The urgency of promoting cardiometabolic health during the broader period of young adulthood (18-35 years) has been emphasized by the National Institutes of Health (NIH)4,5 and evidence underscores the importance of weight management to mitigate cardiometabolic risk.4-7 Furthermore, the need to use technology to reach young adults has been well documented.4,8,9 However, e-Health weight loss trials targeting young adults have produced modest outcomes10-14 and researchers have cautioned against overreliance on technology alone to promote clinically significant weight loss among this population.12,14 Moreover, only a handful of small pilot trials have focused on weight loss for emerging adults specifically,15-17 despite their unique developmental considerations,2 the recent increase in obesity prevalence,3 elevated vulnerability to excessive weight gain when untreated,18,19 and calls from researchers to focus specifically on this age group.3,8,17,20 Although the NIH invested in the EARLY (Early Adult Reduction of Weight Through Lifestyle Intervention) trials,21 a consortium of studies focused on young adults,4,21 none of those trials focused specifically on emerging adults.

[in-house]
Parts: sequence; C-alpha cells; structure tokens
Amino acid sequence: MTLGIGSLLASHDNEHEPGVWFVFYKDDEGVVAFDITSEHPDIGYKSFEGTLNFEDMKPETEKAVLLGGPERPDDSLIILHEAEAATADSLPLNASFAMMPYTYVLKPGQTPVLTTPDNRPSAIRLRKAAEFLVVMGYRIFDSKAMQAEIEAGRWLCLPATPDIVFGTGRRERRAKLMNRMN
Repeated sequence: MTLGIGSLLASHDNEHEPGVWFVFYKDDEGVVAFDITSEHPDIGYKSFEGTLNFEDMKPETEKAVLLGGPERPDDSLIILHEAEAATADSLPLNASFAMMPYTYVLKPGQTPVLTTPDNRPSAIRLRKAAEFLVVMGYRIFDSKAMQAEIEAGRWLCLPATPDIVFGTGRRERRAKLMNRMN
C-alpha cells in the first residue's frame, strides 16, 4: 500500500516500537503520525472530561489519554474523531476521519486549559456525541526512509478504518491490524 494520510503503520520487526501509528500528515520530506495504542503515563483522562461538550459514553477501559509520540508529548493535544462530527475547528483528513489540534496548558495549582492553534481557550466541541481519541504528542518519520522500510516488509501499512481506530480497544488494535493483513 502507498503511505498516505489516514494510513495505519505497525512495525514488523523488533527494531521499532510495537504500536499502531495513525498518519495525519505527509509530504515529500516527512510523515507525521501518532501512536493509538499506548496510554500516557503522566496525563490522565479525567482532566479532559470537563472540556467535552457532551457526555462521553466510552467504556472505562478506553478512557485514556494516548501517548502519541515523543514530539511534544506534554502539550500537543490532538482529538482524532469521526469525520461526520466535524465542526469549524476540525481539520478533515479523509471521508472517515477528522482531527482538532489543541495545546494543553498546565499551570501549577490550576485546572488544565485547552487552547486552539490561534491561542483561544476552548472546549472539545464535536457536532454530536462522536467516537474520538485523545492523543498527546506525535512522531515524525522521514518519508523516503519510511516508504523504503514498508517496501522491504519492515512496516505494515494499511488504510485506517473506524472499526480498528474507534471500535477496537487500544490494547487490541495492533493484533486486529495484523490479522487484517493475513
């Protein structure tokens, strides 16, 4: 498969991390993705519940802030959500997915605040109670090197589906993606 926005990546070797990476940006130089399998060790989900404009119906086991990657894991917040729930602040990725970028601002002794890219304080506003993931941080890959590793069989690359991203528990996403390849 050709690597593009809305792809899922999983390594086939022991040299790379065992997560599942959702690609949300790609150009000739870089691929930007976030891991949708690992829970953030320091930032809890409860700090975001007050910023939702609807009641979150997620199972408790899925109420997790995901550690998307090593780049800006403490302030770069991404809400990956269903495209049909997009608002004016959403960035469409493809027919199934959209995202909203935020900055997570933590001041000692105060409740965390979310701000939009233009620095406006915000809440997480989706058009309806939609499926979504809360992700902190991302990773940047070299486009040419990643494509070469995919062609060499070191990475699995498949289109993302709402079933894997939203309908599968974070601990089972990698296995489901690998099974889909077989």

Effective intervention during emerging adulthood has the potential to mitigate cardiometabolic risk and decrease the cumulative burden of disease over the lifespan. To that end and grounded in extensive formative8 and pilot work,15,16,22 we adapted standard behavioral weight management to meet the developmental, psychosocial, and pragmatic needs of emerging adults. The intervention incorporated evidence-based behavior change techniques and was delivered via hybrid format, pairing a multicomponent digital platform with minimal in-person contact. Formative data highlighted 2 key drivers of motivation that could be used to promote engagement—autonomy and money.8 Guided by these formative data,8 extant evidence,15,22,23 and theory,23-29 we developed 2 motivational enhancements to integrate with this new adapted standard program. The first was grounded in behavioral economics (BE)23-26 and used modest financial incentives tied to self-monitoring and weight loss. The second approach was rooted in self-determination theory (SDT)27-29 and sought to enhance values-driven lifestyle change and support autonomy, competence, and relatedness. We report findings from a comparative efficacy trial30 testing these lifestyle interventions on weight change at 6 months (primary outcome), as well as secondary cardiometabolic outcomes, including the proportion of participants achieving a weight loss of 5% or more, BMI, waist circumference, body fat, and blood pressure. Based on pilot evidence,15,22 we hypothesized that both motivational enhancement groups would experience greater weight loss compared with the group receiving only the adapted standard after treatment (6 months). Given previous findings,22,23 we also hypothesized that the BE group would experience greater weight loss than the SDT group. Parallel hypotheses were specified for all secondary outcomes.